The Strange Affair Of The Taking Of The Panama Canal Zone


As the session neared an end Morgan had won Senate passage of his bill. But then something had happened. The burden of getting a Nicaraguan canal law through the House fell on Iowa’s William P. Hepburn, a Republican regular serving his sixth term and elevated by seniority to the chair of the Committee on Interstate and Foreign Commerce. Hepburn was in favor of Nicaragua, too. But someone had played upon his vanity in such a way as to induce him to introduce a bill of his own rather than simply sponsoring Morgan’s in the lower chamber. Because the bill contained some provisions differing from Morgan’s, when it passed the House a conference committee had to be created to reconcile the discrepancies.

As the hours ticked away someone got an amendment tacked on to the committee’s revised bill providing for that favorite device of compromisers, a study commission to look into all the feasible routes for a canal, Panama included. Someone got Hepburn to accept it. After a brief deadlock someone persuaded the Republican senators on the conference panel to go along, abandoning their Senate colleague Morgan for their party brother Hepburn and accepting a new canal commission.

Someone had dealt Senator Morgan a defeat and bought time for pro-Panama forces to plan and to organize. The senator was perfectly sure that the someone was William N. Cromwell. And while the attorney kept discreetly silent about it at the time, he was not choked by modesty when, much later, he submitted his firm’s thumping bill (for over $800,000) to his clients. At that time he declared: “We think we are justified in stating that without our efforts the new commission would not have been created.”

Whether that boast was valid or not, Cromwell’s efforts continued as the oncoming Presidential election approached. They included a campaign contribution of sixty thousand dollars to the Republicans. When that party’s national convention met in Philadelphia in June of 1900 to tender the garland of renomination to McKinley, it raised Cromwell’s hopes by calling, in its platform, for an isthmian—not a Nicaraguan, note, but an isthmian—canal. Cynics might assume a direct connection between the gift and the declaration, but in fact, until the route-investigating commission made its final recommendation, it was a natural political act for the Republicans to hedge their bets on the canal’s location.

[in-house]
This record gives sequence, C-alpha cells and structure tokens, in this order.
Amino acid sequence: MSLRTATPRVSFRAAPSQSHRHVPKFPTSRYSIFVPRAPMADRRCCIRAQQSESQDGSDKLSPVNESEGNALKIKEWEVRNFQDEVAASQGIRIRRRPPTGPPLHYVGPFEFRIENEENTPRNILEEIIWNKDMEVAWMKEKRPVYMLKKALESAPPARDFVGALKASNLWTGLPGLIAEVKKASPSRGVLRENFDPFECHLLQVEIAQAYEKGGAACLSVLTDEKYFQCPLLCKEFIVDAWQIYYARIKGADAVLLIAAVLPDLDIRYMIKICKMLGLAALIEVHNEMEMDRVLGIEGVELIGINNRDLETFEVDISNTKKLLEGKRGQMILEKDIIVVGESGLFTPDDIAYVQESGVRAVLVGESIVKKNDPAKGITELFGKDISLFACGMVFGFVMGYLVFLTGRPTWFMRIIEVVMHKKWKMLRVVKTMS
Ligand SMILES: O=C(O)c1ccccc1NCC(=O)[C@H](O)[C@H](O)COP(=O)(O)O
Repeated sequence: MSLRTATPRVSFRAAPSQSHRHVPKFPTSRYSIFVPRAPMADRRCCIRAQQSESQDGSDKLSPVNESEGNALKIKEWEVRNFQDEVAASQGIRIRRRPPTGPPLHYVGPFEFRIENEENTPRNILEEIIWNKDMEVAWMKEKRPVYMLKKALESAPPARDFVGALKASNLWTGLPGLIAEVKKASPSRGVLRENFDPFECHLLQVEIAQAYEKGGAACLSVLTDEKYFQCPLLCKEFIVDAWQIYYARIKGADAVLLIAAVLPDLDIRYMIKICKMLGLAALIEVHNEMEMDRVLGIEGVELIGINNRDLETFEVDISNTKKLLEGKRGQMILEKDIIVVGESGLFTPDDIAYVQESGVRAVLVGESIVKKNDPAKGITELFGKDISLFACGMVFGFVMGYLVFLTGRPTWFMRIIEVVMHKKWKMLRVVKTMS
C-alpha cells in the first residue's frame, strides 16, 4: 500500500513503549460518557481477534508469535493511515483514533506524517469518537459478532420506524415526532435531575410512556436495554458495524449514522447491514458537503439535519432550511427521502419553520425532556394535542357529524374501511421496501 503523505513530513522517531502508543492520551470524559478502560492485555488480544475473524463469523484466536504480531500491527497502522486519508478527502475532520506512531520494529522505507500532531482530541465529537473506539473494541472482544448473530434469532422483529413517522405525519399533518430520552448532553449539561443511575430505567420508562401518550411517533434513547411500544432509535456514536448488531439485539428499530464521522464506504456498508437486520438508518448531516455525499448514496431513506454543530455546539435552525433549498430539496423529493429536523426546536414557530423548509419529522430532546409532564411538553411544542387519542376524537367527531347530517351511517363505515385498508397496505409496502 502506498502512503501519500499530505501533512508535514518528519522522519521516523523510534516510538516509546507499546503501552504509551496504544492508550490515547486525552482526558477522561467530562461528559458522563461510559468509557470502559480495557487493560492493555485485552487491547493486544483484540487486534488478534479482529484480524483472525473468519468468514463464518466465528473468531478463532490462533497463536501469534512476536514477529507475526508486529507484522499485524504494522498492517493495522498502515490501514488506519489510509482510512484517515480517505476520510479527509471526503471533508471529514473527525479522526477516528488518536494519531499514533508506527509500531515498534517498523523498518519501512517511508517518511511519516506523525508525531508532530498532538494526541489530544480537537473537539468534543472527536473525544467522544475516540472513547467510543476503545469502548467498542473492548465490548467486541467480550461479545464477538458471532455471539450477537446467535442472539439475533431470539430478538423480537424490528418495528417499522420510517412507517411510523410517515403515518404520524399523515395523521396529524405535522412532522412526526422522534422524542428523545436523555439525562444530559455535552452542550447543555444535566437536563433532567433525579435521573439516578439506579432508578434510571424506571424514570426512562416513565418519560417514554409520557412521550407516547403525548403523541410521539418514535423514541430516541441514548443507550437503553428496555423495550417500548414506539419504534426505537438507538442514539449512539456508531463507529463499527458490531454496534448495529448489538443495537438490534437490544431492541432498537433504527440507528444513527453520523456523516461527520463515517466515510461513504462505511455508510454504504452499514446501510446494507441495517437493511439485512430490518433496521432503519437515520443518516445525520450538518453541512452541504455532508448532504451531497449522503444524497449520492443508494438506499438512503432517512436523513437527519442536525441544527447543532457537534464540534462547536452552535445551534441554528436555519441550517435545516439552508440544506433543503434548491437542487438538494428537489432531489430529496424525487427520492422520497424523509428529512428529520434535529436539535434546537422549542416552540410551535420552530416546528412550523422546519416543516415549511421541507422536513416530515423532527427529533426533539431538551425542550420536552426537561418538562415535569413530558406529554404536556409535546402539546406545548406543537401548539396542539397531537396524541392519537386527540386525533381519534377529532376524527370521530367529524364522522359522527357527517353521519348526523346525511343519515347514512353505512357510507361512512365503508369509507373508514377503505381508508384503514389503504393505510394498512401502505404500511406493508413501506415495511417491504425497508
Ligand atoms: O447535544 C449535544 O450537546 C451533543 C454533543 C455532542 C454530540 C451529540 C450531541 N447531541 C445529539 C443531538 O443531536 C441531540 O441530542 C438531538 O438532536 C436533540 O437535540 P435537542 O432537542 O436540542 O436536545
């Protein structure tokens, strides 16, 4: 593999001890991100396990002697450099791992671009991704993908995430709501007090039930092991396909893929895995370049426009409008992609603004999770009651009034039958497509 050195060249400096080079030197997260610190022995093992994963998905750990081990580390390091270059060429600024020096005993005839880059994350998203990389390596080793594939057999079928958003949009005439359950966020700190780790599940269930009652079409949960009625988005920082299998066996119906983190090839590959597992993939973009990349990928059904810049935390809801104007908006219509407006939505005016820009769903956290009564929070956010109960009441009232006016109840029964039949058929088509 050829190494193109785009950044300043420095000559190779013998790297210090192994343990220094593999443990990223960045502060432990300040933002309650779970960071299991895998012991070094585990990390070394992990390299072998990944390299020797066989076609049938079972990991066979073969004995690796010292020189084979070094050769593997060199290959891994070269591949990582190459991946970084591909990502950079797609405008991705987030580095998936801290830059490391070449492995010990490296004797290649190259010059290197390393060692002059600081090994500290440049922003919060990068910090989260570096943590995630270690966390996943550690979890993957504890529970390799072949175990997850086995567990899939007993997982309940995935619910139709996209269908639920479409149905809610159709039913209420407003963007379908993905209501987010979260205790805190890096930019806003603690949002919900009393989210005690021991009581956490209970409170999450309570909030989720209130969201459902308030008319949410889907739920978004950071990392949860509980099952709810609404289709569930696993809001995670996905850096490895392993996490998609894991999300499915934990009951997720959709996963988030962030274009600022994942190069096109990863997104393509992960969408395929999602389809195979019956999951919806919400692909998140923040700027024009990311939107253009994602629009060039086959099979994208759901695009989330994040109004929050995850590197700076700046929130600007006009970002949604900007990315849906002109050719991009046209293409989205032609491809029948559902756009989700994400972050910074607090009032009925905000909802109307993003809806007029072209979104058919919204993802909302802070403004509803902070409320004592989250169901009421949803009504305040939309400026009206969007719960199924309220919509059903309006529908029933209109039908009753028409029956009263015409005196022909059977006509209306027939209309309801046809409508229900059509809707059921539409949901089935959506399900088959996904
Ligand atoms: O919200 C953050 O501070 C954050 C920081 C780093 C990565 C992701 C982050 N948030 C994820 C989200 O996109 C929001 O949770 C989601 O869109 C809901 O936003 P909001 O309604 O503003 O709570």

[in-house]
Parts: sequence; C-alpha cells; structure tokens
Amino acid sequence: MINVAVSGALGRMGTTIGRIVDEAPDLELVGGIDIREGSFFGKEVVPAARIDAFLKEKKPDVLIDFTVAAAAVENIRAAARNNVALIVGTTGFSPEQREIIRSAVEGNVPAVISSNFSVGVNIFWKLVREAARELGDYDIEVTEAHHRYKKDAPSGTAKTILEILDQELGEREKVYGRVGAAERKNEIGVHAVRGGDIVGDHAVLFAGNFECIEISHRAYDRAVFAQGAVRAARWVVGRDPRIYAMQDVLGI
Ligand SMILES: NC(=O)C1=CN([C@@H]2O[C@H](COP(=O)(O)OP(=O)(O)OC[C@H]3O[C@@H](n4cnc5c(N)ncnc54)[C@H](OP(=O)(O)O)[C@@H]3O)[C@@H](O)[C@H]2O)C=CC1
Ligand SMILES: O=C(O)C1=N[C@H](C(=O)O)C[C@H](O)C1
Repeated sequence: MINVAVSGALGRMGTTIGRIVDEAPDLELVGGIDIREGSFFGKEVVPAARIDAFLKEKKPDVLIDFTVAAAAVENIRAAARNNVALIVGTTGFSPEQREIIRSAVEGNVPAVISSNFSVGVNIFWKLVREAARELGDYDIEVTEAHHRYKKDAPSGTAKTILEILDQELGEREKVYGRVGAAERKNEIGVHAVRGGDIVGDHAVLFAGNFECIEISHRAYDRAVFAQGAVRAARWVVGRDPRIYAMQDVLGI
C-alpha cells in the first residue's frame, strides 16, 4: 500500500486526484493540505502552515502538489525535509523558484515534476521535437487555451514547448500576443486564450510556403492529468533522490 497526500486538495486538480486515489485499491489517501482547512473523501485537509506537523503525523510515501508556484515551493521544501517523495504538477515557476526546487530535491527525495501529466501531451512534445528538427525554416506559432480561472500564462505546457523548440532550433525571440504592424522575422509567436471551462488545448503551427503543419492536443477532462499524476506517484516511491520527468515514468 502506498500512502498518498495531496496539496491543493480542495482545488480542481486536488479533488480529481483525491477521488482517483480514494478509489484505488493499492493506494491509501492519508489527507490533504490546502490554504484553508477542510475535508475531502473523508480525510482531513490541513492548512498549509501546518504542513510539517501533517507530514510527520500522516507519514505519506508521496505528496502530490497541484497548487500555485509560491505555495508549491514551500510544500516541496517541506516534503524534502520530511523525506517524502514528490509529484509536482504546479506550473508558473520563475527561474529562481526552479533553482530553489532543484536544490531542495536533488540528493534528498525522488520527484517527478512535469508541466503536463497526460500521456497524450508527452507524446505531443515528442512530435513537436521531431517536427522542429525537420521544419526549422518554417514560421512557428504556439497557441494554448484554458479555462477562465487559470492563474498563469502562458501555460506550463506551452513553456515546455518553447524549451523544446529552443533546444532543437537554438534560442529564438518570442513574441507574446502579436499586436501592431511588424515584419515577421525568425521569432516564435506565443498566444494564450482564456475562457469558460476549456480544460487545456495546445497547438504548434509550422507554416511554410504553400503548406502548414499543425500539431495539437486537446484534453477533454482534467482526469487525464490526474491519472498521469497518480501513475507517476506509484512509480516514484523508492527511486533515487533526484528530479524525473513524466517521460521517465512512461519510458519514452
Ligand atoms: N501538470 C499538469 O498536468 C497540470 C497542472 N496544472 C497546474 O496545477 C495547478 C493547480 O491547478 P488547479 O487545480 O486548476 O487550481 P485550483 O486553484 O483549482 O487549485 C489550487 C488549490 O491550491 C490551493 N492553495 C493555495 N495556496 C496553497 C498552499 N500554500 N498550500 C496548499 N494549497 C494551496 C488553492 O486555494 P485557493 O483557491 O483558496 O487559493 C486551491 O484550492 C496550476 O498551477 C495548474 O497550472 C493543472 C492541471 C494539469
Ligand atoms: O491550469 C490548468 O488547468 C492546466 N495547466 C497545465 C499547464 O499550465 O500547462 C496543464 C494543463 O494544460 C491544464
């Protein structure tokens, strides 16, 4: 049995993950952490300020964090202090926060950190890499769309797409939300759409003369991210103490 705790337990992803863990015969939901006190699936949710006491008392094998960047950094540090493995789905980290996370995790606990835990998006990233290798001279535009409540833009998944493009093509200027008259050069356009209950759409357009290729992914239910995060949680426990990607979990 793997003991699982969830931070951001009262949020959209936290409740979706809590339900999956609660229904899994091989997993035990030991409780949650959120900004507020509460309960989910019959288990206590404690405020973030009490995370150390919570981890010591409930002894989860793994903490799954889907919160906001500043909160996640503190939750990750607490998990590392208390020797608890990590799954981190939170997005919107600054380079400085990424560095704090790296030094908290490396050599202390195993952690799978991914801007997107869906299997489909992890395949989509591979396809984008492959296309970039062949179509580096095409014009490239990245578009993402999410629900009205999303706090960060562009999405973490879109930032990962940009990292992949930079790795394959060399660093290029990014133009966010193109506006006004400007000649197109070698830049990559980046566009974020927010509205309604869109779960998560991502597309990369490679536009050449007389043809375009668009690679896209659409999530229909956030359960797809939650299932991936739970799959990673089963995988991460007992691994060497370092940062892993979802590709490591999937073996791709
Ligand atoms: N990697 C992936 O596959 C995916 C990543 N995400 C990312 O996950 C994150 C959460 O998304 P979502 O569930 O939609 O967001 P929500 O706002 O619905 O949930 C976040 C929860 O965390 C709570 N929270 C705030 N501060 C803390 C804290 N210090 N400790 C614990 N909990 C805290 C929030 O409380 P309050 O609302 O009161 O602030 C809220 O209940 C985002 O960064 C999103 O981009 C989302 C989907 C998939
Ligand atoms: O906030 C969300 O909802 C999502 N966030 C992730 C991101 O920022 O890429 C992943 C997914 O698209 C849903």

On November 30, 1900, however, just after McKinley’s re-election, Panama’s prospects appeared to plummet. The investigating panel—two colonels, two professors, a lawyer, and three civil engineers, chaired by retired Admiral John G. Walker and generally known by his name—issued a preliminary report favoring the Nicaraguan route. But if, in the popular view, the Walker Commission had thereby doomed Panama, the popular view was unaware of the persistence of Mr. Cromwell or the astonishing energies of Reserve Captain Philippe Bunau-Varilla, graduate of France’s Ecole Polytechnique, class of 1879.

ACT TWO: THE DOWNFALL OF NICARAGUA Scene I. New York, February-March, 1901

On a brisk midwinter evening a coach with several occupants in evening dress drew up before New York’s Waldorf Astoria Hotel just as a small, dapper man emerged from its front door. He and one of the men in the carriage exchanged cries of mutual recognition. “What luck to find you here!” exclaimed the passenger, who was Myron T. Herrick, a prominent Ohio Republican. “I am going to introduce you to Senator Hanna.”

Thus did Philippe Bunau-Varilla get an introduction for which he had long been hoping. A consuming passion had brought him to America, and he knew that the influential Hanna, if won over, could help him realize it. The goal of Bunau-Varilla’s quest was neither power, nor money, nor a woman, nor even fame for himself. It was an idea: the idea of the Panama Canal.

A Parisian, born in 1859, Bunau-Varilla grew up believing that “the greatest virtue in a Frenchman is to cultivate truth and to serve France.” For him cultivating truth meant sharing in the stupendous triumphs over nature achieved by nineteenth-century engineers. When, at the age of twenty-five, he joined a contracting firm that sent him to Panama to work on the French canal, his two loyalties became fused. To join mighty oceans had been a dream of humanity for centuries. French genius had fulfilled the dream in Suez and would do so in Panama. Bunau-Varilla flung himself zealously into the work, undaunted by a bout of yellow fever in 1886. By 1889 he had risen to the superintendency of a major part of the work in the so-called Culebra Cut and had worked out what was, in his own mind, a brilliant plan of lock building that would have the waterway ready for use in a few years.

The collapse of the Compagnie Universelle du Canal Interocéanique was, for the young technician, a social, moral, and political catastrophe. The canal must be finished! As tides of scandal eddied around the project he became increasingly monomaniacal. The great work must not end in the verdict that Panama had been a swindle; history would record that to France’s everlasting shame. But despite articles, interviews, letters, and petitions arranged by a nearly frantic Bunau-Varilla, France’s interest in the canal had waned and died by 1900. “From that moment on,” he wrote later, “I devoted myself to the single idea of saving the honour of this great creation by preserving its life.” To save its life—for France’s sake—Bunau-Varilla gave up on France and began to campaign for the completion of a Panama canal by the United States.